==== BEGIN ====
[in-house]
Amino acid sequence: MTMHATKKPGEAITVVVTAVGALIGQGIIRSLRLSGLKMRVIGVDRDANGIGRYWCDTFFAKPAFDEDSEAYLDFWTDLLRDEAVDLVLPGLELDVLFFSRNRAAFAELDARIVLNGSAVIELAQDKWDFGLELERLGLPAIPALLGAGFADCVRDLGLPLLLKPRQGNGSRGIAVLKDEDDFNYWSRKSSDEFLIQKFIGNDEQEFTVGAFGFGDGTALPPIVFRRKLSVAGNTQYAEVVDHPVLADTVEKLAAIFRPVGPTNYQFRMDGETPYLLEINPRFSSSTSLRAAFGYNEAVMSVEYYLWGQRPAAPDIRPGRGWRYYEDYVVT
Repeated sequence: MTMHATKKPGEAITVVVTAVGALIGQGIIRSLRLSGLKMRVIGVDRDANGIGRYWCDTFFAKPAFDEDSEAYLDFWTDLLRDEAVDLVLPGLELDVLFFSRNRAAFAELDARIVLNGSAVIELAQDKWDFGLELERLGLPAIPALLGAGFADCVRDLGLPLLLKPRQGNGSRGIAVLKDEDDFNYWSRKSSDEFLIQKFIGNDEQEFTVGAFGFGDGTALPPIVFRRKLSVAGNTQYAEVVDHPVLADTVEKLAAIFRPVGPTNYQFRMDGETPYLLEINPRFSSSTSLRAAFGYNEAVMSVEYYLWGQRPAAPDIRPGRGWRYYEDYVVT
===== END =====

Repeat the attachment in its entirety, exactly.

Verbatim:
[in-house]
Amino acid sequence: MTMHATKKPGEAITVVVTAVGALIGQGIIRSLRLSGLKMRVIGVDRDANGIGRYWCDTFFAKPAFDEDSEAYLDFWTDLLRDEAVDLVLPGLELDVLFFSRNRAAFAELDARIVLNGSAVIELAQDKWDFGLELERLGLPAIPALLGAGFADCVRDLGLPLLLKPRQGNGSRGIAVLKDEDDFNYWSRKSSDEFLIQKFIGNDEQEFTVGAFGFGDGTALPPIVFRRKLSVAGNTQYAEVVDHPVLADTVEKLAAIFRPVGPTNYQFRMDGETPYLLEINPRFSSSTSLRAAFGYNEAVMSVEYYLWGQRPAAPDIRPGRGWRYYEDYVVT
Repeated sequence: MTMHATKKPGEAITVVVTAVGALIGQGIIRSLRLSGLKMRVIGVDRDANGIGRYWCDTFFAKPAFDEDSEAYLDFWTDLLRDEAVDLVLPGLELDVLFFSRNRAAFAELDARIVLNGSAVIELAQDKWDFGLELERLGLPAIPALLGAGFADCVRDLGLPLLLKPRQGNGSRGIAVLKDEDDFNYWSRKSSDEFLIQKFIGNDEQEFTVGAFGFGDGTALPPIVFRRKLSVAGNTQYAEVVDHPVLADTVEKLAAIFRPVGPTNYQFRMDGETPYLLEINPRFSSSTSLRAAFGYNEAVMSVEYYLWGQRPAAPDIRPGRGWRYYEDYVVT